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January 27, 2005

The War Room

Of the newly disclosed data in the Edison/Mitofsky report on this year's exit polls, some of the most important concern results from past elections. Although I had found snippets before, the data was not nearly as comprehensive as what is now available in the report. The implication of all the numbers is clear: The 1992 exit polls were off by nearly as much as those in 2004.   Even better, there's a movie version. 

But I'm getting a bit ahead of the story. Much of the speculation on the blogosphere and elsewhere about the problems of this year's exit polls begins with the premise that these problems are new. While it is is true that the average "within precinct error" (WPE) of 6.5 percentage points in Kerry's favor was, as the report states, "the largest...we have observed on the national level in the last five elections" (p. 31) there was also a similar error in 1992 and a bias favoring Democrats in every national exit poll conducted since the networks started doing a combined exit poll in 1988. To be more specific, the report shows that:

  • The average WPE this year (-6.5) was almost as high (-5.0) in 1992 and favored the Democrats in 2000 (-1.8), 1996 (-2.2) and 1998 (-2.2 - p. 31).
  • Within states, the degree of error in 2004 at the state level tended to correlate with the degree of error in past elections, especially 2000 and 1992 (p. 32). As the report put it, "seven of the ten states with the largest WPE in 1992 were also among the fifteen states with the largest WPE in 2004 (California, Connecticut, Delaware, Maryland, New Hampshire, New Jersey and Vermont)" (p. 32).

But, as Ruy Teixeira points out, the presentation of these statistics is a bit arcane for some. So let's watch the movie version.

The classic documentary "The War Room" followed the backroom exploits of James Carville and George Stephanopoulos on behalf of Bill Clinton's 1992 campaign. The film ends on Election Day, and one of the final scenes shows Clinton's operatives reacting to the first leaked exit poll results.

At one point the camera peers over the shoulder as a staffer jots down state-by-state poll results coming in over the telephone.  A clock on the wall shows the time: 1:15 Central (2:15 EST).  Next, a campaign worker appears reading to someone over the phone the "latest numbers, 2:00 o'clock" (presumably 3:00 EST) for California and Colorado.  With a little help from the DVD, I reproduced the handwritten numbers in the table below, and added the the actual Clinton margin in each state, the difference and also the average "within-precinct-error" that VNS for each state included in last weeks' Edison/Mitofsky report.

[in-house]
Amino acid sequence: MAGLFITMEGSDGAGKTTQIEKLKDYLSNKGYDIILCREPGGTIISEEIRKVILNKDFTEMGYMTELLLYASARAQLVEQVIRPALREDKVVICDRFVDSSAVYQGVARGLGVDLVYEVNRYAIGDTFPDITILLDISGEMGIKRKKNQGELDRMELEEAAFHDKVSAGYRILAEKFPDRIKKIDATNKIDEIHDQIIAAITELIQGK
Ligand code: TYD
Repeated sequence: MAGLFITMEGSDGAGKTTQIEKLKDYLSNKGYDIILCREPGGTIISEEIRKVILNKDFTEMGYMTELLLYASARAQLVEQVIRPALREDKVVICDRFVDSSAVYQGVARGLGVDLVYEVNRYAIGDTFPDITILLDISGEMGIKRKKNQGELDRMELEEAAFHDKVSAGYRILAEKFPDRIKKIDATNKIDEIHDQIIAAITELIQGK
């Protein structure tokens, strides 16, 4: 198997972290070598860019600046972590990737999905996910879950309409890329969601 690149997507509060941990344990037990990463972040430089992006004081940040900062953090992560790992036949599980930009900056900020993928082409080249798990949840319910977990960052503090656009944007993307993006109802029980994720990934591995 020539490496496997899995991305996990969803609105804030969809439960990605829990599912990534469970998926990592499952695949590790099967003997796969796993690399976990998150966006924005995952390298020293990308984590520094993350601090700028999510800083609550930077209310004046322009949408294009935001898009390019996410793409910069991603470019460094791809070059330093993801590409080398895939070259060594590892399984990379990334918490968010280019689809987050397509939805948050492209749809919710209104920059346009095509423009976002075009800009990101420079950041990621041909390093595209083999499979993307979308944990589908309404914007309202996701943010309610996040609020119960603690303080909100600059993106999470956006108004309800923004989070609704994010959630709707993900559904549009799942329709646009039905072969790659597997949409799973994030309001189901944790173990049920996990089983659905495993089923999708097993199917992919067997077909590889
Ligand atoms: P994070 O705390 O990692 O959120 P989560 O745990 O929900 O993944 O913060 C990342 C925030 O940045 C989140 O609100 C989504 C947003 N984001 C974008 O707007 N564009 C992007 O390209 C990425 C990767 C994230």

[A few caveats: First, given the time of day, the numbers had to be the so-called "first call" numbers, the most raw and partial results that interviewers called in at roughly noon local time. The difference I calculated at the state level is a very different statistic than the average WPE that Edison/Mitofsky reported this week for each state in 1992 - the latter was a precinct level estimate based on the full day's exit poll. Also keep in mind the possibility that the leaker or leakee may have confused some of the numbers in haste].

Nonetheless, it is obvious that these mid-day reports in 1992 were off by nearly as much as the leaked numbers everyone saw on the Internet in the middle of the Election Day, 2004.  Eleven of twelve states had an error in Clinton's favor; seven had errors on the margin of six points or greater. These first call estimates showed Clinton ahead in three four states (Alabama, Florida, Indiana and Kansas) that he ultimately lost. The average state level error for these twelve states (-5%) was the same as the overall nationwide WPE on the complete exit poll.

But there were two big differences between 1992 and 2004. First, Bill Clinton still won the election, so few came away feeling fooled or suspicious that an election had been stolen. Second, the Internet was in its infancy, so the leaked results spread to a few hundred reporters and politicos, not the millions that saw the leaked exit polls in 2004.

Finally, one last gossipy tidbit with appeal to those still smarting over the "bloggers blew it" meme:  The cameras caught Carville charging into George's office with the very first leaked exit poll results. Carvile says: 

"Popkin talked to Warren Whatever, the head of the VRS, and he's going to talk to him again in four minutes, but his initial impression is landslide, could be up to 12 [points], maybe 400 electoral votes."

Translation: Samuel L. Popkin, a University of California San Diego State University political science professor who had been advising the Clinton campaign in 1992 had talked to Warren Mitofsky, the head of Voter News Services (VNS, the forerunner of NEP) about the "first call" numbers. You can draw your own conclusions about whether the "initial impressions" belonged to Popkin or Mitofsky. The final result was a bit different. Clinton won the national popular vote by a 6.4% margin, not 12% and won 370 Electoral College votes, not 400.